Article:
News / Middle East

Erdogan Offers Unexpected Condolences for Armenian Killings

Turkish Prime Minister Tayyip Erdogan speaks to the media in his office in Ankara, Turkey, April 23, 2014.
Turkish Prime Minister Tayyip Erdogan speaks to the media in his office in Ankara, Turkey, April 23, 2014.
Reuters
Turkish Prime Minister Tayyip Erdogan offered what the government said were unprecedented condolences on Wednesday to the grandchildren of Armenians killed in World War I by Ottoman soldiers.
 
In a statement issued on the eve of the 99th anniversary of the deeply contested deaths, Erdogan unexpectedly described the events of 1915 as “inhumane”, using more conciliatory language than has often been the case for Turkish leaders.
 
A Turkish government official said it was the first time a Turkish prime minister had offered such explicit condolences, but it was not immediately clear if it would be enough to bring about a thaw in relations between Ankara and its neighbor.
 
The exact nature and scale of what happened during fighting that started in 1915 is highly contentious and continues to sour relations between Turkey and Armenia, a former Soviet republic.
 
Turkey accepts that many Armenians died in clashes, but denies that up to 1.5 million were killed and that this constituted an act of genocide - a term used by many Western historians and foreign parliaments.
 
Earlier in April, for example, a U.S. Senate committee resolution branded the massacre of Armenians as genocide.
 
Erdogan's statement - unusually released in nine different languages including Armenian - repeated previous calls for dialog between the two countries, and the setting up of a historical commission to probe events surrounding the killings.
 
“It is with this hope and belief that we wish that the Armenians who lost their lives in the context of the early 20th century rest in peace, and we convey our condolences to their grandchildren,” he said.
 
“Having experienced events which had inhumane consequences - such as relocation - during the First World War, should not prevent Turks and Armenians from establishing compassion and mutually humane attitudes among towards one another.”
 
On the defensive
 
Although striking a conciliatory tone, Erdogan re-iterated a longheld Turkish position that the deaths of millions of people during the violence of the period should be remembered “without discriminating as to religion or ethnicity”.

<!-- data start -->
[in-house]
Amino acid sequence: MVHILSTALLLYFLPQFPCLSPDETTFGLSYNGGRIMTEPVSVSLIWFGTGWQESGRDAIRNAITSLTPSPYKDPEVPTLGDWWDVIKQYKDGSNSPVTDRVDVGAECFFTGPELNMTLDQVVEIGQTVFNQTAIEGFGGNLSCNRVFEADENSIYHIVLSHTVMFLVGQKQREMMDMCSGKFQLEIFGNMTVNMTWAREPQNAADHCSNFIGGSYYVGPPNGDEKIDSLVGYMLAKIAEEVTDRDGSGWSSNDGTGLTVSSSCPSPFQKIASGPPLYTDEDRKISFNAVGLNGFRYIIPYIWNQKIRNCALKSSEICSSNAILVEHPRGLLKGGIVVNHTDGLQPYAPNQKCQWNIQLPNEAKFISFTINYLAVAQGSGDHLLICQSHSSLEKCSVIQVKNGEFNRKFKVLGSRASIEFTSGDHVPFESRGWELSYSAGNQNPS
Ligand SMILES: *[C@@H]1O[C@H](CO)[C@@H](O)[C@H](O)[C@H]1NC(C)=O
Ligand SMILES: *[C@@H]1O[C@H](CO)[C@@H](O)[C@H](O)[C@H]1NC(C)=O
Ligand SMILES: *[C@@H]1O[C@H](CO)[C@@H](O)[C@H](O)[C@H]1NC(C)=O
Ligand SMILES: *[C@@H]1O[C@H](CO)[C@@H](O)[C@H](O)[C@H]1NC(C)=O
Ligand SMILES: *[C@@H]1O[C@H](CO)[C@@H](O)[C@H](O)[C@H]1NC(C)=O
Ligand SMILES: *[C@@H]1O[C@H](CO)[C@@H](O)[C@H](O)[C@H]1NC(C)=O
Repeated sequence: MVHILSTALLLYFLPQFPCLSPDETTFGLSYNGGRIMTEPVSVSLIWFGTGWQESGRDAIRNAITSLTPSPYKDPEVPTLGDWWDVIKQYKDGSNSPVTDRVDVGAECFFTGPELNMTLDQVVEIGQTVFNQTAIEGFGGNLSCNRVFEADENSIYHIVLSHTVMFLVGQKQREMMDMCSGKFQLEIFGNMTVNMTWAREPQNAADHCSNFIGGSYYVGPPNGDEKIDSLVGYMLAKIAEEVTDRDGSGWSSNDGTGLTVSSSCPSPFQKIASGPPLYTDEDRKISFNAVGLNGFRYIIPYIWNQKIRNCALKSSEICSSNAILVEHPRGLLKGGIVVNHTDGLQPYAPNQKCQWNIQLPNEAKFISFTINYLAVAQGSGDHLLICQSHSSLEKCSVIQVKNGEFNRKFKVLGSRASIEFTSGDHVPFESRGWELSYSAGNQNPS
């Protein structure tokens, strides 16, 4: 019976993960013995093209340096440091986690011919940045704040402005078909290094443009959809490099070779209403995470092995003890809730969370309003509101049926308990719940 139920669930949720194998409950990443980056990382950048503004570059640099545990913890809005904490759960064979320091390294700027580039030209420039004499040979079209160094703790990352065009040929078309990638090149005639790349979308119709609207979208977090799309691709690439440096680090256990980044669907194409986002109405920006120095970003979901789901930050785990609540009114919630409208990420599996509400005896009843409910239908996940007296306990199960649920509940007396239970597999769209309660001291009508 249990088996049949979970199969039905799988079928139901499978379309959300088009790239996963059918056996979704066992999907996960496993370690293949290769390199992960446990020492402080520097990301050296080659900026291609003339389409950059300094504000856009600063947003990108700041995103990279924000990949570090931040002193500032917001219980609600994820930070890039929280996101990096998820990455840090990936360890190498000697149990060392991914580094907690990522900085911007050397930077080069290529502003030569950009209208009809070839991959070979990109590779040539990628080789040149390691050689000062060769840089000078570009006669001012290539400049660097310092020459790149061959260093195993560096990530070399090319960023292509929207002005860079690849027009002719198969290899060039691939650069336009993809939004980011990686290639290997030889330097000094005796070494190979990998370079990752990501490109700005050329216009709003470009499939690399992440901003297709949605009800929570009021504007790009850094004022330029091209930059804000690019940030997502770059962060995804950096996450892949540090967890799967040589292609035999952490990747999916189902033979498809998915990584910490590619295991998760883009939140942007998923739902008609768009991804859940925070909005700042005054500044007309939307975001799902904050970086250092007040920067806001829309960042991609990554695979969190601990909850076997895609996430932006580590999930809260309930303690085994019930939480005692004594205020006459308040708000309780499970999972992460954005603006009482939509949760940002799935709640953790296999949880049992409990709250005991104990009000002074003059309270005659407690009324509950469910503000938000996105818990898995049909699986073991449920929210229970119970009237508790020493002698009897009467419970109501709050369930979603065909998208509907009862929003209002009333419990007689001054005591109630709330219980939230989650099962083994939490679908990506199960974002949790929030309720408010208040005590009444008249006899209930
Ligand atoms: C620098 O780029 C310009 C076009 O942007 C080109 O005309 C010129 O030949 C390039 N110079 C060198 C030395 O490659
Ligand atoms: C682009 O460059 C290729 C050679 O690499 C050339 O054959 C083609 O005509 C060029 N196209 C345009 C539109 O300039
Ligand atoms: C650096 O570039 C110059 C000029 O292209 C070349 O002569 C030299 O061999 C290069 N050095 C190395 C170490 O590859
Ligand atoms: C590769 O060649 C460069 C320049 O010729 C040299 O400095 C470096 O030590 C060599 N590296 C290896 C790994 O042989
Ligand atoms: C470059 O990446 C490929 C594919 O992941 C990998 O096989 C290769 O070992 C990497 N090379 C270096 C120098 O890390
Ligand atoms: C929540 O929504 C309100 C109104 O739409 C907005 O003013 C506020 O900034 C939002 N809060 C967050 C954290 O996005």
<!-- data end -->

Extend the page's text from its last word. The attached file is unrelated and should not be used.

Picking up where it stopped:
Turkey is a Muslim state, while Armenia is Christian.
 
“Using the events of 1915 as an excuse for hostility against Turkey and turning this issue into a matter of political conflict is inadmissible,” he added.
 
Armenia has up to now declined the offer for a joint historical commission, as it regards the alleged genocide as an established historical fact and believes Turkey would use such a commission to press its own version of events.
 
Armenia accuses the Ottoman authorities at the time of systematically massacring large numbers of Armenians, then deporting many more, including women, children and the elderly and infirm in terrible conditions on so-called death marches.
 
Last December, Turkish Foreign Minister Ahmet Davutoglu made Turkey's first high-level visit to Armenia in nearly five years, raising the prospect of a revival in peace efforts between the historical rivals which stalled in 2010.
 
Turkey cut ties and shut its border with Armenia in 1993 in support of Turkic-speaking Azerbaijan, which was then fighting a losing battle against Armenian separatists in Karabakh. The frontier remains closed.

You May Like

Obama: Alaskans Feel Signs of Climate Change

They're seeing bigger storm surges as sea ice melts, more wildfires, erosion of glaciers, shorelines More

Katrina Brought Enduring Changes to New Orleans

The city’s recovery is the result of the people and culture the city is famous for, as well as newcomers and start-up industries More

Magical Photo Slides Show Native Americans in Late 1800s

Walter McClintock spent 20 years photographing the Blackfoot Indians and their vanishing culture at the dawn of the modern age More

This forum has been closed.
Comment Sorting
Comments
     
by: Arif from: baku
April 24, 2014 8:24 AM
Whole the world know that Russia had played the same game in Karabagh 20 years ago.But Moskow used Armenia in order to impose his own politic in this region.Russia occupied Azerbaijan territory by using Armenia.The same think happened in Moldava in Ukraine anf Georgia.But nobady care about this.Turkey has honest politic he closed his border because it is not justise to occupite neigbours territory.

by: Mark Frances
April 23, 2014 11:11 AM
There were many such atrocities in this region on both sides. The Ottomans targeted Orthodox Christians as did Croatia in WWII.

by: Mark Frances
April 23, 2014 11:09 AM
At this period of time, there were many such atrocities on both sides. The Ottoman Empire sided with the Germans and they had their own agenda. The seeds of dissension in the region were laid at that time. The convenient scapegoat appears to have been Orthodox Christians. In WWII, Croatia butchered the Orthodox in the name of Christianity.

Featured Videos

Your JavaScript is turned off or you have an old version of Adobe's Flash Player. Get the latest Flash player.